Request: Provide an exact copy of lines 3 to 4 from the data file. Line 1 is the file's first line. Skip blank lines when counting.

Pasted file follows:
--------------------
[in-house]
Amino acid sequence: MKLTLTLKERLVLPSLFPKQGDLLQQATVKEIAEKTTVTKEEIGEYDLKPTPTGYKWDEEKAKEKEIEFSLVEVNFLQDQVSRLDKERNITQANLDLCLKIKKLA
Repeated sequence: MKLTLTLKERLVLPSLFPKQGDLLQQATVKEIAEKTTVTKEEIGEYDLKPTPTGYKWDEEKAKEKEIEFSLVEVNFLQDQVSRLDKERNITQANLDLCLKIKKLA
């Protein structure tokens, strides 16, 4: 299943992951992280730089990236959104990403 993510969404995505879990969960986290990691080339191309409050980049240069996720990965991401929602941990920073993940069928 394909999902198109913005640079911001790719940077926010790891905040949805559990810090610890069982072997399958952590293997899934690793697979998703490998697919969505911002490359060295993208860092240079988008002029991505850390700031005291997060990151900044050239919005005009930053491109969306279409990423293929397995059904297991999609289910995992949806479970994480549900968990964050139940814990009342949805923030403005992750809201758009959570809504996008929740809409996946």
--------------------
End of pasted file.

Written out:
Repeated sequence: MKLTLTLKERLVLPSLFPKQGDLLQQATVKEIAEKTTVTKEEIGEYDLKPTPTGYKWDEEKAKEKEIEFSLVEVNFLQDQVSRLDKERNITQANLDLCLKIKKLA
């Protein structure tokens, strides 16, 4: 299943992951992280730089990236959104990403 993510969404995505879990969960986290990691080339191309409050980049240069996720990965991401929602941990920073993940069928 394909999902198109913005640079911001790719940077926010790891905040949805559990810090610890069982072997399958952590293997899934690793697979998703490998697919969505911002490359060295993208860092240079988008002029991505850390700031005291997060990151900044050239919005005009930053491109969306279409990423293929397995059904297991999609289910995992949806479970994480549900968990964050139940814990009342949805923030403005992750809201758009959570809504996008929740809409996946």